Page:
Unlike Ramirez, Bobby Abreu isn’t having any trouble avoiding the gloves of the defense; he’s hitting .300, and walking in nearly 13 percent of his plate appearances while keeping his strikeouts to a minimum. Abreu’s problem is more that his power has disappeared completely; he posted an ISO of .176 in 2008 with the Yankees, but looks more like David Eckstein out there for the Halos in 2009. Part of the problem is that Abreu is hitting the ball on the ground far too often, and it’s hurting his power: his ratio of ground balls to flies of 1.9 is far and away his loftiest since 2003, when he hit 1.8 with the Phillies, and those grounders have come at the expense of his line drives. Abreu does not hit titanic home runs, and he doesn’t hit that many fly balls either; he gets many of his extra-base hits and homers on well-struck liners, and he normally hits an above-average number of those. Abreu’s liner rate since 2002 is 23.1 percent, but he’s down at 18.4 this year. While this has been great for his infield hits total, you drafted him to pick up 15-20 homers. I’m not sure he will be able to return to that form this year though, as pitchers are attacking him early in the count-he’s seeing first-pitch strikes nearly 63 percent of the time, which is well above both the league average and the rates he normally sees. He’s also popping up quite a bit, which leads me to believe he’s not catching up to pitches on the inside part of the plate as often; he’s rarely pulling the ball, which gives credence to that idea, especially since most of his homers were to right field in 2008. Abreu is still a good player to have around, but expecting him to hit for power at this stage may be asking too much.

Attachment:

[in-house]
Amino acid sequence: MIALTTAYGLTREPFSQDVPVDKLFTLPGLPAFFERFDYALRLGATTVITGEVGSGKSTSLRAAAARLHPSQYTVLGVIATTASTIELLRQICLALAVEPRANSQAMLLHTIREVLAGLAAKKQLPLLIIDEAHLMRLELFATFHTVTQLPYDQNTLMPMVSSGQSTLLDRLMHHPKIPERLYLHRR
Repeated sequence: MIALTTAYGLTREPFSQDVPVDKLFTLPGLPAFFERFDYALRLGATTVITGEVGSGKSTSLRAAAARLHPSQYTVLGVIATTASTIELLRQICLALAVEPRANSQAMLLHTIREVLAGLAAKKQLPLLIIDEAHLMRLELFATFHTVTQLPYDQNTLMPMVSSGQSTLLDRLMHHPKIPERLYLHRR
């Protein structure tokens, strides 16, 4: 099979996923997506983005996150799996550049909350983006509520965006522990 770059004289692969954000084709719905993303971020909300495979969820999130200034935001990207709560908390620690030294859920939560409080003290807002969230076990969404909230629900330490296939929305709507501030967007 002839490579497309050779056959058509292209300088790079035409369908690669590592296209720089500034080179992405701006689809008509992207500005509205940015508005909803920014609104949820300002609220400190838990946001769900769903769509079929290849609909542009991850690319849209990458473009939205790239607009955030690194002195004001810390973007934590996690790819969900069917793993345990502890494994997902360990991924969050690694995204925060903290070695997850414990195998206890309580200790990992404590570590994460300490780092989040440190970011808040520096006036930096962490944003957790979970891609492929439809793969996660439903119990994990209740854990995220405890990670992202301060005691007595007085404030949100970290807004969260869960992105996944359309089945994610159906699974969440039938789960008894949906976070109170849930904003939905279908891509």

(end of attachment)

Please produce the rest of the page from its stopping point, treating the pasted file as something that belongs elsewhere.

Pat Burrell has just one homer after nearly two months, which is not what the Rays had in mind when they signed him. It’s not just his power that is down though, as he’s also walking less often, and still managing to hit for a poor average. This has effectively killed his fantasy value, especially since he doesn’t add anything on a speed or positional value. Burrell has been playing with a stiff neck and been forced to sit out because of it a few times, which could have something to do with the lack of power. There are some signs that show this could be something else though: Burrell hit just .215/.313/.413 after the All-Star break in 2008, and that dip in power has become more problematic in 2009. Pitchers know he is having trouble, and are coming at him in the strike zone more often and earlier in the count, which gives Burrell fewer chances to hit a good pitch in a hitter’s count. According to Inside Edge, he’s hitting just .178 against curveballs, and pitchers are throwing them more often then they have in years past. Apparently, the American League doesn’t just have the better pitchers, it has the smarter ones too. Except for the fact that it’s hard to believe Burrell could hit this poorly all year, there’s no compelling evidence to say he won’t continue to struggle. Rays fans are already taking note and assuming the worst, so it may be time to jump ship while you can.